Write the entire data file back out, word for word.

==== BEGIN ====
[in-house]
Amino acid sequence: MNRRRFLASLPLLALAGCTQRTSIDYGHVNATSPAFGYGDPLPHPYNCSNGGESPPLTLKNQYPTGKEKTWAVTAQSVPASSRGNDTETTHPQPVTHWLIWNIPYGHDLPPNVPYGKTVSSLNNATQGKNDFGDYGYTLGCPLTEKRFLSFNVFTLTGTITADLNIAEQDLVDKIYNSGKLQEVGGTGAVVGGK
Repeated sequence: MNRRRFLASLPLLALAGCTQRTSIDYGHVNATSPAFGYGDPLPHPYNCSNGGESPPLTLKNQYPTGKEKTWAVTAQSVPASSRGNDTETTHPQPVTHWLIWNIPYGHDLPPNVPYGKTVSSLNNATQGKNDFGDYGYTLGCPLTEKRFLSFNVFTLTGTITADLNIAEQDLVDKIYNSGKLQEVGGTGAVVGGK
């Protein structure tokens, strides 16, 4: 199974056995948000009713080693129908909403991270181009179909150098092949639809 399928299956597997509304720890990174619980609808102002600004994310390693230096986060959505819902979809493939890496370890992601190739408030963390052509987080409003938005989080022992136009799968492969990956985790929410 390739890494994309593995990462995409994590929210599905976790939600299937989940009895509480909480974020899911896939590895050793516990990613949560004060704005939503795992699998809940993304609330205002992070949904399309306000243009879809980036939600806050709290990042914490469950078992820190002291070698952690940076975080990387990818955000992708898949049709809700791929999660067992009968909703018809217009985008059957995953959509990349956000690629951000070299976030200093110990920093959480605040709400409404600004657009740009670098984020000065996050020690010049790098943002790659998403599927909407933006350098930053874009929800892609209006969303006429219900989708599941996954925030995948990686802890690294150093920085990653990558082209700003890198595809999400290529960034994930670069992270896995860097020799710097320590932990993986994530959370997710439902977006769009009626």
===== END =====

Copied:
[in-house]
Amino acid sequence: MNRRRFLASLPLLALAGCTQRTSIDYGHVNATSPAFGYGDPLPHPYNCSNGGESPPLTLKNQYPTGKEKTWAVTAQSVPASSRGNDTETTHPQPVTHWLIWNIPYGHDLPPNVPYGKTVSSLNNATQGKNDFGDYGYTLGCPLTEKRFLSFNVFTLTGTITADLNIAEQDLVDKIYNSGKLQEVGGTGAVVGGK
Repeated sequence: MNRRRFLASLPLLALAGCTQRTSIDYGHVNATSPAFGYGDPLPHPYNCSNGGESPPLTLKNQYPTGKEKTWAVTAQSVPASSRGNDTETTHPQPVTHWLIWNIPYGHDLPPNVPYGKTVSSLNNATQGKNDFGDYGYTLGCPLTEKRFLSFNVFTLTGTITADLNIAEQDLVDKIYNSGKLQEVGGTGAVVGGK
């Protein structure tokens, strides 16, 4: 199974056995948000009713080693129908909403991270181009179909150098092949639809 399928299956597997509304720890990174619980609808102002600004994310390693230096986060959505819902979809493939890496370890992601190739408030963390052509987080409003938005989080022992136009799968492969990956985790929410 390739890494994309593995990462995409994590929210599905976790939600299937989940009895509480909480974020899911896939590895050793516990990613949560004060704005939503795992699998809940993304609330205002992070949904399309306000243009879809980036939600806050709290990042914490469950078992820190002291070698952690940076975080990387990818955000992708898949049709809700791929999660067992009968909703018809217009985008059957995953959509990349956000690629951000070299976030200093110990920093959480605040709400409404600004657009740009670098984020000065996050020690010049790098943002790659998403599927909407933006350098930053874009929800892609209006969303006429219900989708599941996954925030995948990686802890690294150093920085990653990558082209700003890198595809999400290529960034994930670069992270896995860097020799710097320590932990993986994530959370997710439902977006769009009626």